Somewhat anti-competitive, I say. Also makes you wonder about the integrity of Mediaworks. Have they been censored? And by whom, exactly? Does this put John Campbell in an unenviable situation. If he speaks out will he be muzzled, too?
Kim Dotcom must feel as if someone is conspiring against him.

There's no ' if ' someone is conspiring against him, they are.

It's the nature of commercial broadcasting. If one advertiser (who spends a LOT) says "we don't feel comfortable having our ads airing alongside those ones" of Dotcom's small ad buy then the broadcaster has to make a commercial decision... Lose the big regular monthly client, or give up the small one-off client.

Money talks. Advertisers get influence - especially against other advertisers.

That's utter cr*p, though... The labels are not going to pull their advertising from the main radio group of NZ. It's not a viable threat.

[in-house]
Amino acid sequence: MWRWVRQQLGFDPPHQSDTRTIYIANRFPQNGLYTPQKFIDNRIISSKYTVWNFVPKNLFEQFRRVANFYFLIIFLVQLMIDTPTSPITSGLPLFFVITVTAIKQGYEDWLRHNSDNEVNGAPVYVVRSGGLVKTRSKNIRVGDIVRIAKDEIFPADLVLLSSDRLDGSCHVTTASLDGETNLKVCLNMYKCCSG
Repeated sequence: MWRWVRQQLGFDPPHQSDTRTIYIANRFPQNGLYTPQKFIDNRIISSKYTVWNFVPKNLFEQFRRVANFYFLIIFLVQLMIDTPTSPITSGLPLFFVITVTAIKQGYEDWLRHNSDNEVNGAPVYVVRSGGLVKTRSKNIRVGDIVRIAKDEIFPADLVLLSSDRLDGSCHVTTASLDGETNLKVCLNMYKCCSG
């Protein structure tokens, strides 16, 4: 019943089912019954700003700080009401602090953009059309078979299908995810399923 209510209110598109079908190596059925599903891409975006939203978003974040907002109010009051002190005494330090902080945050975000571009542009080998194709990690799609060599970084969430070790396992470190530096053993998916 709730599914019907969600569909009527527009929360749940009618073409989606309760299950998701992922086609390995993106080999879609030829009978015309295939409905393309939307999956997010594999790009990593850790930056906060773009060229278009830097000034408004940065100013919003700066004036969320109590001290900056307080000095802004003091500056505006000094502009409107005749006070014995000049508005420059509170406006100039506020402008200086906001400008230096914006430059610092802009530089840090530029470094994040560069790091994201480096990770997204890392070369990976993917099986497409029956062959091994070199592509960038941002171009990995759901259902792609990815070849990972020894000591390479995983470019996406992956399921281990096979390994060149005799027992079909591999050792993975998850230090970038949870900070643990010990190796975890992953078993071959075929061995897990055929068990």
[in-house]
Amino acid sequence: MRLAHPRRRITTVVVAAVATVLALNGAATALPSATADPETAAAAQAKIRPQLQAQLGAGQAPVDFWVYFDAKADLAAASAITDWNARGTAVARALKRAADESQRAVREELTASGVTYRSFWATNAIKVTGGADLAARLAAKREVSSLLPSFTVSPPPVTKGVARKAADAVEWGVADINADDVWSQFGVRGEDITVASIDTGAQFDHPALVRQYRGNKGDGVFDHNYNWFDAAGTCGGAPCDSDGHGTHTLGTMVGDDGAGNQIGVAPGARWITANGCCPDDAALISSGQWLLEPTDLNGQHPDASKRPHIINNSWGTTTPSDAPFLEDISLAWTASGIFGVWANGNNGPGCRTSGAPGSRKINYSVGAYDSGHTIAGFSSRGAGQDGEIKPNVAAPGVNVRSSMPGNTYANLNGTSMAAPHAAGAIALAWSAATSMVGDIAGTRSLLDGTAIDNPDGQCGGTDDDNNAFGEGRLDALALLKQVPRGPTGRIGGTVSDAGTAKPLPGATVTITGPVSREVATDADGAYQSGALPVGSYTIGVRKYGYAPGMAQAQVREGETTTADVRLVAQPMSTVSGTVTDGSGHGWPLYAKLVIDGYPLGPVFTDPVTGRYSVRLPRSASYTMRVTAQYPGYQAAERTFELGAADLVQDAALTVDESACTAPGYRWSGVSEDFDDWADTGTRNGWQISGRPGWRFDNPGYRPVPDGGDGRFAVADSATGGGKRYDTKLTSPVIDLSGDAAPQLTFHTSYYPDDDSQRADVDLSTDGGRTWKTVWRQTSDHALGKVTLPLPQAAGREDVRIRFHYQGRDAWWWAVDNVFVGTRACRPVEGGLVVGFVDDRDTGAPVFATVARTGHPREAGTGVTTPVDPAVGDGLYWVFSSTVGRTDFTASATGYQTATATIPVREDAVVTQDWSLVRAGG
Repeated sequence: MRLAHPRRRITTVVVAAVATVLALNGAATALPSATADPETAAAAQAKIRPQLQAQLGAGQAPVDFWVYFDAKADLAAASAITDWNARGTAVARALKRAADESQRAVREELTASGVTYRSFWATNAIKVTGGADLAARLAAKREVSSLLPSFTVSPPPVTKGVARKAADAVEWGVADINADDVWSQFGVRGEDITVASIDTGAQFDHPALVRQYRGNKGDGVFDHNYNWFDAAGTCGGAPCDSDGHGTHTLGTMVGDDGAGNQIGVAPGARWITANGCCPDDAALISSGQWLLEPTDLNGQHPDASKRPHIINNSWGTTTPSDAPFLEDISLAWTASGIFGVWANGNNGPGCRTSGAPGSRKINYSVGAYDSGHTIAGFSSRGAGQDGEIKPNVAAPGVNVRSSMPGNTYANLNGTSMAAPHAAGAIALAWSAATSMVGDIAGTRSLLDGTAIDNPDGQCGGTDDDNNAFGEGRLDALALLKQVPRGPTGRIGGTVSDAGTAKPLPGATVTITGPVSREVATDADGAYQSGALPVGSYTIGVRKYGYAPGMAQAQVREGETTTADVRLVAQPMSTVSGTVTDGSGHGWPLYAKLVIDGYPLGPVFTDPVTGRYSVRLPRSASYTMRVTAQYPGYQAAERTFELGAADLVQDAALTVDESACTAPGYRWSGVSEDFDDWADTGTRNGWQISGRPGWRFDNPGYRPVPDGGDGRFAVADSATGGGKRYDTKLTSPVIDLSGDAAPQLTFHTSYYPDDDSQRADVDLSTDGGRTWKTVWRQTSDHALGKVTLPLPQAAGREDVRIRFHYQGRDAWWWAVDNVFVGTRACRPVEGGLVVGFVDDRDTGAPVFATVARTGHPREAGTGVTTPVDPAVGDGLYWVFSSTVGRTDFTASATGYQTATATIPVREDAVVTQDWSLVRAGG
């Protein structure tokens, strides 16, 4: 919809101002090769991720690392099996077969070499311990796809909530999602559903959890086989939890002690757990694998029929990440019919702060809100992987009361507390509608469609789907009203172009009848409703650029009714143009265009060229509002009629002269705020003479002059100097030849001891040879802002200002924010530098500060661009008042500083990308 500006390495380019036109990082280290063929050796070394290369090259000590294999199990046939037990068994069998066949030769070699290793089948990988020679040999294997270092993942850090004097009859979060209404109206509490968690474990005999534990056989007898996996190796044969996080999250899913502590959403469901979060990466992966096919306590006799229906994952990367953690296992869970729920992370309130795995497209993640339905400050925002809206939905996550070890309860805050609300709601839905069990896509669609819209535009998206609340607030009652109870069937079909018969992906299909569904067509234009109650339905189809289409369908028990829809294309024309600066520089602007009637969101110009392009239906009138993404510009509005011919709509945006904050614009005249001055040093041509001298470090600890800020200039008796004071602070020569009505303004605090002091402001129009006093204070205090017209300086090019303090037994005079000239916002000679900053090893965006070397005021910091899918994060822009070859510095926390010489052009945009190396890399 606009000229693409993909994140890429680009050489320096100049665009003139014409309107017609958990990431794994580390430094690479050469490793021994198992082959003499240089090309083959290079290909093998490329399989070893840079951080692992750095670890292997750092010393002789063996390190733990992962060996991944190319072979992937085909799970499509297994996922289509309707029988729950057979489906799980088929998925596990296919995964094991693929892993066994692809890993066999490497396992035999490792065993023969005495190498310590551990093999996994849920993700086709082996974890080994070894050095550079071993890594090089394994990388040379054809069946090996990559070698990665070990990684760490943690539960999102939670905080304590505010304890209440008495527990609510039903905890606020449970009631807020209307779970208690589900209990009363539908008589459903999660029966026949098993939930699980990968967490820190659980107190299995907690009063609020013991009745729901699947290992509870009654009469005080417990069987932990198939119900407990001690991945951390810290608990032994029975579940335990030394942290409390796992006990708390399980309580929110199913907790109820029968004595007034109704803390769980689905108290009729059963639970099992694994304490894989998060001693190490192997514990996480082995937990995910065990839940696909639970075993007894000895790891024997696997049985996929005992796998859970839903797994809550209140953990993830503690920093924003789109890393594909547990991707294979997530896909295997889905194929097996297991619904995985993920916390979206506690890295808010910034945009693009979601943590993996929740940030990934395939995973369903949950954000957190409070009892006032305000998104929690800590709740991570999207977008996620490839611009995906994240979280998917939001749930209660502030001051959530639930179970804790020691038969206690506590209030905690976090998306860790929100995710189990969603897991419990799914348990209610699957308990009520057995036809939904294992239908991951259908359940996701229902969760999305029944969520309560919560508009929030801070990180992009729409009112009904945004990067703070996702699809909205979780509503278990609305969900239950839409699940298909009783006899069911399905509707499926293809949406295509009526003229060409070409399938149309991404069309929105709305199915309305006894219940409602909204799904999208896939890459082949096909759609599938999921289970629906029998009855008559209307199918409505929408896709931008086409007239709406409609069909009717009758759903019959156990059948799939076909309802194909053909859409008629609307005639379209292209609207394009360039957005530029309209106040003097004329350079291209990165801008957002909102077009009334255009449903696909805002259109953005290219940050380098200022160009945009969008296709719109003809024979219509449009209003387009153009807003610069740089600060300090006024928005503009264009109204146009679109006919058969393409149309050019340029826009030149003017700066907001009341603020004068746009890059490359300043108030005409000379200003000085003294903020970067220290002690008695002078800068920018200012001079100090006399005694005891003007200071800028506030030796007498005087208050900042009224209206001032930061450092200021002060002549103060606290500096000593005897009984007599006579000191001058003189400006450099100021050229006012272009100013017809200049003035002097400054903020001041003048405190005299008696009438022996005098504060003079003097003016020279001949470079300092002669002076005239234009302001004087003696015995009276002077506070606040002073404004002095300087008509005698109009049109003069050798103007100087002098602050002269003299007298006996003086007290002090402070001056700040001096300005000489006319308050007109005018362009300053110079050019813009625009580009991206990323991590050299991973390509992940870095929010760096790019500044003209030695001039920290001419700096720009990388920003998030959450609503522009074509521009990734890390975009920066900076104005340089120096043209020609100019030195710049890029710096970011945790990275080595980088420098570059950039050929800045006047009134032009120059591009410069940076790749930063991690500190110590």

I hope Mega is successful and forces a change in business models.

For those who still think Dotcom is a "bad" guy, just do some Googling. Trumped-up charges, and a gross over-the-top "raid" and shutdown, expecting that he would roll over and die, rather than fighting back. Thank goodness for the NZ justice system, that isn't biased, so he got enough money to fight back.
If the name Aaron Swartz doesn't mean anything to you, then Google that, too. Poor guy was in the same position. Tthought he couldn't fight back, so committed suicide rather than face the chance of 35 years in prison and a million dollar fine for something that would normally have a max of six months if he had been found guilty. And he wasn't guilty. But he is gone. RIP

Aaron Schwarz's biggest mistake was not stealing billions as a Wall Street banker. If he'd done that he wouldn't have any problems...

Unfortunately, he tried to share academic works for free. That obviously meeds a 35-year prison sentence.

I think it's great with a privacy-filehosting-site, but I'm afraid that noone but pirates will dare putting their files on it, given the takedown and seizing last year. I'm not risking my work-docs, not unless I'm sure nothing will happen. Can Mr. Dotcom make that promise?